Several decisions were easy. On what alternative systems to work up, they overwhelmingly settled on mixed member proportional (MMP) and chose single transferable vote (STV) as a distant second choice. The design of the latter was relatively straight-forward, in part because the elements of STV are fewer than those of MMP. Over the two weekends they spent designing MMP, they had to make fifteen design decisions compared to STV which required only six substantive design decisions. On contentious issues such as whether their MMP model would allow balance seats to compensate for overhangs12, members were deeply conflicted. On this decision, for example, the assembly voted three times, finally settling on not allowing balance seats but only after it had been assuaged that its model likely would not have generated considerable overhangs. This decision is reflective of the very cautious and methodical way in which the assembly operated. Comfortable making decisions when they had full information, the assembly struggled when they were faced with making choices in the face of deadlines or without being certain of the outcome.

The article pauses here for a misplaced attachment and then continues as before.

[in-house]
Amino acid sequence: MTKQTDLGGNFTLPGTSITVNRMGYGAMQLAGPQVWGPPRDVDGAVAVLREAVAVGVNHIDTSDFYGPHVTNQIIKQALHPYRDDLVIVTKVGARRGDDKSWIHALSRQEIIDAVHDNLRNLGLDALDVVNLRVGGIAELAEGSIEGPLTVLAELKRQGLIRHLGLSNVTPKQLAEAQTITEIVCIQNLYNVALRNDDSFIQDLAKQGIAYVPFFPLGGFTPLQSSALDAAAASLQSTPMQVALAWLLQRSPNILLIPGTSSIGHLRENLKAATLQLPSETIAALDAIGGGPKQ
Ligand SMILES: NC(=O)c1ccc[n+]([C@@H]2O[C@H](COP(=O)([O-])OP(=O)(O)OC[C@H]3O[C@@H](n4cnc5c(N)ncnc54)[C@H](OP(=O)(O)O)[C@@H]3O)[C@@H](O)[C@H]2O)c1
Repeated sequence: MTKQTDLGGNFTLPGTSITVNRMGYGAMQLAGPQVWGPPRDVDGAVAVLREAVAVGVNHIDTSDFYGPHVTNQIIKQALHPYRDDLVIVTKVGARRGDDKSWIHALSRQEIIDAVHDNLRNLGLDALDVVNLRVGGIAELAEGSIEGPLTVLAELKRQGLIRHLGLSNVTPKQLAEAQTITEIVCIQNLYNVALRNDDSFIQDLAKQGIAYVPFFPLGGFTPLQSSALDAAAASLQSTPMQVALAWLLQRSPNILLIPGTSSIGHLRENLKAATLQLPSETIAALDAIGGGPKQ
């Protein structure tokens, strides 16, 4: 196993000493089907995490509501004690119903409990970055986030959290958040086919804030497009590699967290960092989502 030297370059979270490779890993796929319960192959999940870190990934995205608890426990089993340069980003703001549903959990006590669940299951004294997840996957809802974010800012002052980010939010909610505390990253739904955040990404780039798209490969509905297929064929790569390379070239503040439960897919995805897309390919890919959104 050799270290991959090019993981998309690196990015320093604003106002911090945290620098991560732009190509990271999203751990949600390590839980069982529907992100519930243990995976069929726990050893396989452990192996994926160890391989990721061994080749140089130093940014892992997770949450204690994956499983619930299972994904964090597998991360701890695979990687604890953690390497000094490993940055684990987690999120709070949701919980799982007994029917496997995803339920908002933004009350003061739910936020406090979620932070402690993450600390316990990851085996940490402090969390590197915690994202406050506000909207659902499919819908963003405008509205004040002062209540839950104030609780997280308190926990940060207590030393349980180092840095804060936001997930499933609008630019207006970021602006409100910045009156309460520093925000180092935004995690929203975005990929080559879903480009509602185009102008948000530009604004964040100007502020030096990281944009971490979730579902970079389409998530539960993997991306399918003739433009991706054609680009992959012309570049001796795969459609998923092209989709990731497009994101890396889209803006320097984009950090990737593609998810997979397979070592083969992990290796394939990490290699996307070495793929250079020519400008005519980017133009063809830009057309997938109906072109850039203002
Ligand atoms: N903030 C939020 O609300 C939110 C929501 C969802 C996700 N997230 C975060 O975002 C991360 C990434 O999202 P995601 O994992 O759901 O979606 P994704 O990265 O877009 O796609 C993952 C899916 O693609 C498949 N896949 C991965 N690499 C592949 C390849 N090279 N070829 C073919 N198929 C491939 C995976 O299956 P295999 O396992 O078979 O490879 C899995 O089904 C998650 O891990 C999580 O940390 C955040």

The tension between providing assembly members with robust information while at the same time not drowning them in data or priming them to an answer is a very fine line. Arguably, the most critical element to a successful citizens’ assembly is to do two apparently contradictory things: to support the Assembly in its decision and deliberation but also to ensure its independence. According to James Surowiecki the independence of a deliberative body is a crucial element to it reaching a sound decision.13 The process needed to be strongly supported by a Secretariat whose job was to ensure that members received the resources and tools necessary to help them with a decision without steering them in any direction. At the same time, members needed to seek their own sources of knowledge and be willing to share that with their colleagues. This was done through a ‘members-only’ web forum which served as a place for members to post articles, web-links or engage in debates about issues they were working through. Members extra-curricular learning occurred at evening sessions at the hotel where ad hoc groups would form to discuss issues before the assembly that weekend. From feedback in weekly surveys, members believe they were well supported and that plenary presentations were neutral. One question asked whether staff were “readily available and helpful”. Based on a 1 (strongly disagree) to 5 (strongly agree) scale, ratings were between 4.62 and 4.81 throughout the twelve weekends suggesting a high degree of support. The crucial measurement of neutrality was also upheld with 93.3% of members saying that “the presentation of the options of the Academic Director and research staff” were very or somewhat unbiased.14